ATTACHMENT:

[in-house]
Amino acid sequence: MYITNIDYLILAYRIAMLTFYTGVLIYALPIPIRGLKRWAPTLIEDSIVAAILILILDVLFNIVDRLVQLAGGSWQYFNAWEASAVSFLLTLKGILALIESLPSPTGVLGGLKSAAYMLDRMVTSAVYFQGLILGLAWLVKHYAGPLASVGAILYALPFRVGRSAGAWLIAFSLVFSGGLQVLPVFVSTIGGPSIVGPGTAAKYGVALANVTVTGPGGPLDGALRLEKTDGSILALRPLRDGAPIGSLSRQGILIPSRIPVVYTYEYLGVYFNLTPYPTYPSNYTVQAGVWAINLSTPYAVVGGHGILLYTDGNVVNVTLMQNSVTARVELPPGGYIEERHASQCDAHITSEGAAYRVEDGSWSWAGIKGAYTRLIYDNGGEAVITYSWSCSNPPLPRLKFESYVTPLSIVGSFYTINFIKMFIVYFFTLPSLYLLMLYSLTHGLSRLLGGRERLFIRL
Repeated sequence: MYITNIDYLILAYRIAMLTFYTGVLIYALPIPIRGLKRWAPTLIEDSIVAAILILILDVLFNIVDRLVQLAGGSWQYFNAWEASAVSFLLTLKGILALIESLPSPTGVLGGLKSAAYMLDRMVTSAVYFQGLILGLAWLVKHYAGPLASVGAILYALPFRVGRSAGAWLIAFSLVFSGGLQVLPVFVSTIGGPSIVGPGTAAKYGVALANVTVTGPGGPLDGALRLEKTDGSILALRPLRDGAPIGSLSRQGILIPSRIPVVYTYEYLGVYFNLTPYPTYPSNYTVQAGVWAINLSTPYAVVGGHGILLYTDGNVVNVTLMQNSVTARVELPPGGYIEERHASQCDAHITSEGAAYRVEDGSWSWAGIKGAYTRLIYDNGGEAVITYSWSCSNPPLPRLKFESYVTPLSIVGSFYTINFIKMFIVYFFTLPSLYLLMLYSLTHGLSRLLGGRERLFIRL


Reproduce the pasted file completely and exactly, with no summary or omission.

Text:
[in-house]
Amino acid sequence: MYITNIDYLILAYRIAMLTFYTGVLIYALPIPIRGLKRWAPTLIEDSIVAAILILILDVLFNIVDRLVQLAGGSWQYFNAWEASAVSFLLTLKGILALIESLPSPTGVLGGLKSAAYMLDRMVTSAVYFQGLILGLAWLVKHYAGPLASVGAILYALPFRVGRSAGAWLIAFSLVFSGGLQVLPVFVSTIGGPSIVGPGTAAKYGVALANVTVTGPGGPLDGALRLEKTDGSILALRPLRDGAPIGSLSRQGILIPSRIPVVYTYEYLGVYFNLTPYPTYPSNYTVQAGVWAINLSTPYAVVGGHGILLYTDGNVVNVTLMQNSVTARVELPPGGYIEERHASQCDAHITSEGAAYRVEDGSWSWAGIKGAYTRLIYDNGGEAVITYSWSCSNPPLPRLKFESYVTPLSIVGSFYTINFIKMFIVYFFTLPSLYLLMLYSLTHGLSRLLGGRERLFIRL
Repeated sequence: MYITNIDYLILAYRIAMLTFYTGVLIYALPIPIRGLKRWAPTLIEDSIVAAILILILDVLFNIVDRLVQLAGGSWQYFNAWEASAVSFLLTLKGILALIESLPSPTGVLGGLKSAAYMLDRMVTSAVYFQGLILGLAWLVKHYAGPLASVGAILYALPFRVGRSAGAWLIAFSLVFSGGLQVLPVFVSTIGGPSIVGPGTAAKYGVALANVTVTGPGGPLDGALRLEKTDGSILALRPLRDGAPIGSLSRQGILIPSRIPVVYTYEYLGVYFNLTPYPTYPSNYTVQAGVWAINLSTPYAVVGGHGILLYTDGNVVNVTLMQNSVTARVELPPGGYIEERHASQCDAHITSEGAAYRVEDGSWSWAGIKGAYTRLIYDNGGEAVITYSWSCSNPPLPRLKFESYVTPLSIVGSFYTINFIKMFIVYFFTLPSLYLLMLYSLTHGLSRLLGGRERLFIRL